Endemic to Sri Lanka, the Sri Lanka Petite Shrub-frog (Pseudophilautus tanu) is listed as Endangered. This is thought to be a common frog that is restricted to forest-edges. It is currently only known from two areas, which are under constant pressure from human activities such as encroachment by tea growers and urban development, as well as the usage of biocides and fertilizers. It is likely that the Sri Lanka Petite Shrub-frog is more widespread in other open habitats close to patches of rainforest. More research on its actual distribution, population status and potential threats is needed. Photo © Milivoje Krvavac, Department of Biology and Ecology,UNS

Green Eyed Bushfrog_Raorchestes chlorosomma

The Green Eyed Bushfrog (Raorchestes chlorosomma) is only known from Munnar, Kerala, within the Western Ghats mountain range in India. The area where it occurs has been highly degraded due to large-scale tea, eucalyptus and wattle plantations. While the Green Eyed Bushfrog appears to be adaptable, its tolerance threshold to habitat disturbance is not fully understood. More research on its distribution, population status, natural history and threats is needed. It was assessed as Critically Endangered. Photo © S.D. Biju

Resplendent Shrubfrog_Raorchestes resplendens

Endemic to Kerala, India, the Resplendent Shrubfrog (Raorchestes resplendens) is restricted to a very small area on the Anamudi summit. The population consists of less than 300 individuals and is thought to be declining. However, the cause for the observed declines remains unknown. The Resplendent Shrubfrog occurs in a highly protected national park, where no observable threats have been recorded. More research on the threats, population and natural history of this Critically Endangered frog are urgently needed. Photo © S.D. Biju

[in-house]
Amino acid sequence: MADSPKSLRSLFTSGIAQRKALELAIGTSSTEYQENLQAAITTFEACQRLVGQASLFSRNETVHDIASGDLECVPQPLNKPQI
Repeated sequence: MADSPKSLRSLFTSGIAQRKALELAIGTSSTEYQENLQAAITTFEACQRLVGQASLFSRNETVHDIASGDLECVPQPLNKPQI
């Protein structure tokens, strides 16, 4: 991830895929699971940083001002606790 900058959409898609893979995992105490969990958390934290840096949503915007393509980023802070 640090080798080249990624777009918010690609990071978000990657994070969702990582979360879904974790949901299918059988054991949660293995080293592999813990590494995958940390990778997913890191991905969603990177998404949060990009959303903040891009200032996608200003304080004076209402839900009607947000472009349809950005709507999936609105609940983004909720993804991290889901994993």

Reef Manta Ray_Manta alfredi

The Reef Manta Ray (Manta alfredi) has a circumtropical and sub-tropical distribution, existing in the Pacific, Atlantic and Indian Oceans. Within this broad range, however, actual populations appear to be sparsely distributed and highly fragmented. The main threat is fishing, whether targeted or incidental. The meat is often sold as food, the liver for local medicine and oil, and branchial filter plates (gill rakers) fetch high prices in Asia and are used for Chinese medicinal products. Aside from directed fisheries, manta rays are also incidentally caught as bycatch in both large-scale fisheries and small netting programs. Reef Manta Rays are often caught and transported to aquariums for use in display tanks. The Reef Manta Ray is therefore listed as Vulnerable. Photo © Andrea Marshall